First and foremost is a text editor, or better, an IDE. Your IDE/text editor might have GBz80 ASM highlighting support! (I personally use VS Code on Linux.)
Then comes the compiler (in the case of ASM, compilers are also called "assemblers", but you can use both). I use and recommend RGBDS, but some prefer wla-dx. I will be using RGBDS throughout this tutorial, but if for some reason you want to use wla, you will be able to follow (although you will have to make some adjustments).
You have three options to run your code:
|Manipulations to run your code||Debugging||Platform accuracy||Cost||Notes|
|Emulator||Basically none||Depends if the emulator supports it||Usually good but not perfect||Free||Everything heavily depends on the emulator|
|Console (with flashcart)||Can be tedious||No||Perfect||Up to €/$200, depending on what you have and want||This is only recommended to complement emulator testing|
|Official devkit (IS-CGB-DEBUGGER)||Not much||Yes||Perfect||At least $1000||This isn't the best solution, but some devkits are circulating on eBay.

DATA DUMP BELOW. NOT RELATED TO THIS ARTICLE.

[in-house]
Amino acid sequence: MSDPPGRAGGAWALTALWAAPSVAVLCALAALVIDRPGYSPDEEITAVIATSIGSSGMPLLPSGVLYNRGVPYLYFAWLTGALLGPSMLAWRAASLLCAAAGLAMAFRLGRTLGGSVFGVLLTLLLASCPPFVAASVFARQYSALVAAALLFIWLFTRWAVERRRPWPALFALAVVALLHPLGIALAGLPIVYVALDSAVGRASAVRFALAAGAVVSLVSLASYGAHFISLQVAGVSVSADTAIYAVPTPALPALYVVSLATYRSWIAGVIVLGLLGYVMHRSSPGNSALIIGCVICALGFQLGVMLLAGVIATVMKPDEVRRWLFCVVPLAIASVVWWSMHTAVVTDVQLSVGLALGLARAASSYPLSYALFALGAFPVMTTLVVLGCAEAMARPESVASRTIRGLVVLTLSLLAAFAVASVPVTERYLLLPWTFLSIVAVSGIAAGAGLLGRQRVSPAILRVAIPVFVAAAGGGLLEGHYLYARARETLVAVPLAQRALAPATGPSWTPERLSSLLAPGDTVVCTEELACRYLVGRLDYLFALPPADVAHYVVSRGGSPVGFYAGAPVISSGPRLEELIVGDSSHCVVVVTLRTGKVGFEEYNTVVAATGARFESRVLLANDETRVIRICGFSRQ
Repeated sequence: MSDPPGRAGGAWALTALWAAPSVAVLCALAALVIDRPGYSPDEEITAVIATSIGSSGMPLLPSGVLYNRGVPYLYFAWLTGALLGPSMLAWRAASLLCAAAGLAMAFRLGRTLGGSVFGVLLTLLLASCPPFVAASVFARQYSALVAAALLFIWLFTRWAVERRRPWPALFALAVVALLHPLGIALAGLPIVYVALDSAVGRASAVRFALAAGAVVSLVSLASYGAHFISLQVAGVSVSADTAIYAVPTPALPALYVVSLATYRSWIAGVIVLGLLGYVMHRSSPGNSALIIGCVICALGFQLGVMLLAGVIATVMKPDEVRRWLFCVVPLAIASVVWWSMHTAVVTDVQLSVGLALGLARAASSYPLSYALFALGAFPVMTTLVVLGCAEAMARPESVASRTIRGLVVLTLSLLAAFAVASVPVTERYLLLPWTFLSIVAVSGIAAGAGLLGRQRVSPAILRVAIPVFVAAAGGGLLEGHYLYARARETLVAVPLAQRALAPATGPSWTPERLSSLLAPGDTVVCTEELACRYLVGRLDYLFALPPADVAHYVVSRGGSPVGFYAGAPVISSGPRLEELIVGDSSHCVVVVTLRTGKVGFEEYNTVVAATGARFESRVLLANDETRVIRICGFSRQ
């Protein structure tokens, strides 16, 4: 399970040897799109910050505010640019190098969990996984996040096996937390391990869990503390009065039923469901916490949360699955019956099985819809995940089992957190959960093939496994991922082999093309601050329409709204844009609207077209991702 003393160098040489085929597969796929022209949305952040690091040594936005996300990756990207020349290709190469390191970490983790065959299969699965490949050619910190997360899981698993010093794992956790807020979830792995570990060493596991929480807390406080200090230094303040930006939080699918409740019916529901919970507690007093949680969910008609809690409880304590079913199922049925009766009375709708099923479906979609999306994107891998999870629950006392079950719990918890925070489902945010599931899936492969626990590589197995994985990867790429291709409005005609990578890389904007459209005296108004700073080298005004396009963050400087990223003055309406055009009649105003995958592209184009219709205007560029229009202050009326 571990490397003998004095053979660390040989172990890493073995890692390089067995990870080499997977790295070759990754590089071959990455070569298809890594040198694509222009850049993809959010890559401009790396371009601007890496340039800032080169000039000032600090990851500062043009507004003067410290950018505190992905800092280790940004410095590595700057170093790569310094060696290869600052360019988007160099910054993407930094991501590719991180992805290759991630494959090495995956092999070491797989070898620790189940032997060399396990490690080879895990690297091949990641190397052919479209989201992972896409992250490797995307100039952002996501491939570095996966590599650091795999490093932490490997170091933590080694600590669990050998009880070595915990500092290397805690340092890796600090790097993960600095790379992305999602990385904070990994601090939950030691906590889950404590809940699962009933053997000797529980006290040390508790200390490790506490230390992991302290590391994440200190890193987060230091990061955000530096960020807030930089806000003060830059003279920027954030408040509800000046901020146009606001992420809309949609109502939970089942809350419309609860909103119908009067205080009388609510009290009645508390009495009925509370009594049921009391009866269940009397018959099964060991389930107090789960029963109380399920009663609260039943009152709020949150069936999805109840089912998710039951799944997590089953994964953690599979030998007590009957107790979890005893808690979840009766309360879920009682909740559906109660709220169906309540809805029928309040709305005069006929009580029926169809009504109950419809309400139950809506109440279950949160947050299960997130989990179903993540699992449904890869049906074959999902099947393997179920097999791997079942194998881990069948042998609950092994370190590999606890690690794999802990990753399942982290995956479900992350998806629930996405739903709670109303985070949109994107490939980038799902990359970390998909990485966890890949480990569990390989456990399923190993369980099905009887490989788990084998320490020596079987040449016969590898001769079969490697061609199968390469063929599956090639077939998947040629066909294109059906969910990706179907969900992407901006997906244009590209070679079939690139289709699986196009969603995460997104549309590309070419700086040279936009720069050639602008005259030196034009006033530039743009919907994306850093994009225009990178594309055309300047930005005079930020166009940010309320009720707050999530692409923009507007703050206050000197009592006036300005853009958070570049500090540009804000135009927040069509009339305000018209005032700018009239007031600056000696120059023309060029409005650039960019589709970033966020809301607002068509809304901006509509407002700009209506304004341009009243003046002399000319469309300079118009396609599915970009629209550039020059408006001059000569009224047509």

Also, this requires you to use ISAS, the official assembler -- which is worse than RGBDS and wla.
I strongly recommend using an emulator to run initial tests on your game, and optionally run it on console afterwards (to get what the game feels like on console, and to eliminate the emulator's inaccuracies). Or, if you really want to, you can buy a IS-CGB-DEBUGGER and use that -- but you'll have to use ISAS, and the debugger's ancient interface software.
|BGB||Extremely good||Yes, GUI||Windows (x86), Wine|
|SameBoy||Near perfect||Yes, command-line||MacOS, slightly inferior Windows & Linux|
|BizHawk (Gambatte)||Extremely good||Very basic, GUI||Windows|